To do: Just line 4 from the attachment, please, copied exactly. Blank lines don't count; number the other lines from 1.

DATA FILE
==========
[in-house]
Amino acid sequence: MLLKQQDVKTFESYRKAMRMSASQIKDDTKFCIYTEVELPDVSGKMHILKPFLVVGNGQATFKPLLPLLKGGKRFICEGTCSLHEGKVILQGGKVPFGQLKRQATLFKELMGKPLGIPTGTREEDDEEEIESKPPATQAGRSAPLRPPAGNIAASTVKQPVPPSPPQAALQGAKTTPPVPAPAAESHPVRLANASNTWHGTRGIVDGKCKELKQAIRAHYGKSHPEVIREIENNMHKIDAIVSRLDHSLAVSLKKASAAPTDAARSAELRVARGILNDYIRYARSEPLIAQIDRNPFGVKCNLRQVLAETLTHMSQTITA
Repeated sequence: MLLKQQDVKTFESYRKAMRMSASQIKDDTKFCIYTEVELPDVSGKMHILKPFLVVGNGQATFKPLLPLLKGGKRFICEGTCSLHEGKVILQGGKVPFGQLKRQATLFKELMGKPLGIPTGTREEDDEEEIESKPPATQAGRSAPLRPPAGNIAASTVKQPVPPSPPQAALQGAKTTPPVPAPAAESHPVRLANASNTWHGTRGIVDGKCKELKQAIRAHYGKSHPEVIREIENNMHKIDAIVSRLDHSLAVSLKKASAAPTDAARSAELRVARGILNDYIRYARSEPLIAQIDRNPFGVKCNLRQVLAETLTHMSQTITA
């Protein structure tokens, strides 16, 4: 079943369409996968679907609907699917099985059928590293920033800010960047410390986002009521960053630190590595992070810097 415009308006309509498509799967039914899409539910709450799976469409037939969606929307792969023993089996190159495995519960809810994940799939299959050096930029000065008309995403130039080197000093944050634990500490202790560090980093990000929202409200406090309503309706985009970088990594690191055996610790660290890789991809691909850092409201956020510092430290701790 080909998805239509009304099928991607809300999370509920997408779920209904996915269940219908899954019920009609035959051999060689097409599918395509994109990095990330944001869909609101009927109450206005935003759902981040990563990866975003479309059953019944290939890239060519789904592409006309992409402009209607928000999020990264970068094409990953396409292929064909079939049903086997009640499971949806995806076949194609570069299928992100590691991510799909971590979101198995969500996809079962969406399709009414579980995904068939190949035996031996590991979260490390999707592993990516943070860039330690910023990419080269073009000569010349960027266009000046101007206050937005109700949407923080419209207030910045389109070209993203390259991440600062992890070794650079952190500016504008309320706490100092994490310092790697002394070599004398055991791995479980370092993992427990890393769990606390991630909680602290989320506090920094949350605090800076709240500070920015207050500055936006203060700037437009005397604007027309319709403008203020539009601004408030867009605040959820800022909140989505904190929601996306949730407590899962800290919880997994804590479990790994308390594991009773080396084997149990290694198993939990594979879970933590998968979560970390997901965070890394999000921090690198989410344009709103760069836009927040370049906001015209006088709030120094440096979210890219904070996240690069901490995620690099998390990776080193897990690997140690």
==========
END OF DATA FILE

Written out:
């Protein structure tokens, strides 16, 4: 079943369409996968679907609907699917099985059928590293920033800010960047410390986002009521960053630190590595992070810097 415009308006309509498509799967039914899409539910709450799976469409037939969606929307792969023993089996190159495995519960809810994940799939299959050096930029000065008309995403130039080197000093944050634990500490202790560090980093990000929202409200406090309503309706985009970088990594690191055996610790660290890789991809691909850092409201956020510092430290701790 080909998805239509009304099928991607809300999370509920997408779920209904996915269940219908899954019920009609035959051999060689097409599918395509994109990095990330944001869909609101009927109450206005935003759902981040990563990866975003479309059953019944290939890239060519789904592409006309992409402009209607928000999020990264970068094409990953396409292929064909079939049903086997009640499971949806995806076949194609570069299928992100590691991510799909971590979101198995969500996809079962969406399709009414579980995904068939190949035996031996590991979260490390999707592993990516943070860039330690910023990419080269073009000569010349960027266009000046101007206050937005109700949407923080419209207030910045389109070209993203390259991440600062992890070794650079952190500016504008309320706490100092994490310092790697002394070599004398055991791995479980370092993992427990890393769990606390991630909680602290989320506090920094949350605090800076709240500070920015207050500055936006203060700037437009005397604007027309319709403008203020539009601004408030867009605040959820800022909140989505904190929601996306949730407590899962800290919880997994804590479990790994308390594991009773080396084997149990290694198993939990594979879970933590998968979560970390997901965070890394999000921090690198989410344009709103760069836009927040370049906001015209006088709030120094440096979210890219904070996240690069901490995620690099998390990776080193897990690997140690």